The Parthenon Visiting the Acropolis and Acropolis MuseumHi Frugalistas!  I’ve written a number of posts about my adventures in Athens, but am yet to write about the number one thing on everyone’s Athens wish list:  visiting the Acropolis and Acropolis Museum.  That iconic site that dominates the Athens skyline, and its accompanying museum make a wonderful half day tour.  Even if ancient ruins and statues aren’t your thing (and I must admit I have limited interest), this is the one trip I do recommend.

Visiting the Acropolis and Acropolis Museum without the queues

You, like everyone else wants to visit the Acropolis and its nearby museum.  That means it can get incredibly crowded with tour groups and cruise ship passengers.  The best way to beat the queues is to arrive early – as I recommend for all iconic sites.  Not only will you avoid the entrance queues, but you will be able to wander around and take photos without everybody else being in your way.  In the Acropolis Museum you can enjoy the displays and get a table at the rather nice little café much more easily.

Depending on the time of year arriving early has other advantages:

  • In high summer you can beat the heat.  The Acropolis is very exposed, with little to no shade.  Going early will make your visit far more pleasant.
  • The opportunity to capture some amazing shots.  One particular blogger friend of mine went very early (I’m sure they must have been the first ones there in fact).  She was rewarded with some of the most stunning photos of the sun coming up between the columns of the Parthenon – with not another person in sight…….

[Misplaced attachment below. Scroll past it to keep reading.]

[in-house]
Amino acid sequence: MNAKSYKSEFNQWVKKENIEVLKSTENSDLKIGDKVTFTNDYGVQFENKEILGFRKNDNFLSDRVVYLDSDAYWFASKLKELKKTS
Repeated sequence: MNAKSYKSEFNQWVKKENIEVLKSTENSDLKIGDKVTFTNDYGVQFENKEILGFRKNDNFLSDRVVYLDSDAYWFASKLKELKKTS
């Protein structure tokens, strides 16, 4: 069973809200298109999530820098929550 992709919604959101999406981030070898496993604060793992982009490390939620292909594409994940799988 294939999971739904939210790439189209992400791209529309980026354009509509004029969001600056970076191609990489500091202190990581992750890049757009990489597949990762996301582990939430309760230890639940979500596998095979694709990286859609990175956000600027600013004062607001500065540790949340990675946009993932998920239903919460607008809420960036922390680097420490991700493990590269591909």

• Most people visiting the Acropolis and Acropolis Museum do one after the other.  They are next to each other, so it makes perfect sense.  What that means is if you are late getting to one and get stuck in a queue, then you will get stuck in a queue at the other.  A double waste of time.  Going early enables you to miss the queues at both.

But there’s another trick to visiting the Acropolis………

You don’t need to buy your ticket at the main entrance off Dionysiou Areopagitou.  Beat every possible queue by walking up Areos Street from Monastiraki Square.  Turn left at the top, head round the Northern aspect of the Roman Forum, then follow the signs up the hill to the Acropolis.  It’s a fairly quiet area, but don’t worry.  Just at the bottom of the Acropolis itself is a tiny ticket booth.  Buy your ticket and follow the path round to the right to the Beule Gate and the main entrance.

Enjoying the Acropolis

The term Acropolis refers to the actual hilltop site.  The Acropolis is made up of a number of structures, the best known of which being the Parthenon, the main temple.  The other well known structure is the Erechtheion, home to the Porch of the Caryatids. It is likely that parts of the Parthenon will be under scaffold – like much of the ancient world, repairs and maintenance are a constant presence.  I have photos from my first trip to Athens in 1990 with the entire Northeast façade covered……. Have a good look around.  It all looks very plain doesn’t it?  Not really anything by way of decoration.  That’s because all the decorative treasures are in the Museum.  The beautiful Caryatids at the Acropolis are replicas.  Most of the friezes are missing from the Parthenon.  But it’s OK, pay attention, and when you go the Museum it will all make sense.